The Orchard and the Hermit 


At Crazy Willy’s place, that old farmhouse flat built with yellow wood, sun rays come through the windows and reveal dust, forgotten coins, and one rotten shriveled black grape tomato. At least, that’s what it appears to be.  
When I asked Crazy Willy “What is that?” He said “I don’t know,” then, ATE IT. 

Just outside the windows, at dawn, sparrows follow a familiar path of flight in and away from their nests. At dusk, crickets pipe in the Orchard with the gentle sweet sway of tree branches and grass; sounds that make you feel human. 

The Orchard is visually and audibly intoxicating. Each tree has its own character and shape. Some trees look like they want to hug you, others are fortresses protecting their precious fruit. Some are small but plentiful, others are big, shaggy and green, with not much fruit. Some have Robin bird’s nests with little speckled blue eggs and lady bugs that scurry up branches and rest on leaves while pesty birds peck at the most perfect peaches, which I must let fall to the ground to become a sugary treat for the Orchard’s band of wild turkeys, or to shrivel and blacken, to rot and ferment. 

When the wind picks up and the sky grays, the Orchard broods like a turbulent sea.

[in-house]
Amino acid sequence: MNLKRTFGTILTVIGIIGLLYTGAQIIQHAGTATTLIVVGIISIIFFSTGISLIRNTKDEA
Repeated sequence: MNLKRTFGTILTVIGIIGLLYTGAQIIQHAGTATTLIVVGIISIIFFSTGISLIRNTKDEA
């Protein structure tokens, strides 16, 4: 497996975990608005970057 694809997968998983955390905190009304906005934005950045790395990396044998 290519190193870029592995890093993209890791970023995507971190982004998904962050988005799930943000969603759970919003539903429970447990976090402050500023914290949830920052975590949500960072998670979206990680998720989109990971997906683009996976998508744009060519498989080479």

Rain makes the peaches rot and the apples vibrant. Rain dictates everything. 

Crazy Willy was here in March, and pruned the whole Orchard, alone. He prefers to be alone, playing and listening to old gospel and blues music. However, two nights a week he lets me come over and sit in his recliner, which is a big deal I hear. 
He lets me come over even though I have come close to knocking over one of his several guitars which are in a disorderly orderly way in the bathroom, living room, and bedroom. There is one in a laundry basket, one set against a stack of books, some on the floor, and two occupying half his bed.

One night when we were listening to a George Jones record that started skipping, he asked me to fix it. Welp, I moved it instead of liftin it an puttin it down. You should have seen the look of disbelief on his face. But that man has a head of patience and went back to lookin just like a Buddha the next. 
  

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10 thoughts on “The Orchard and the Hermit ”

      1. I’m both Agnostic and Buddhist actually. There is no deity in Buddhism. I think every western Buddhist I’ve ever met is agnostic or atheist. Thanks for your reply. Love your blog

        Liked by 1 person

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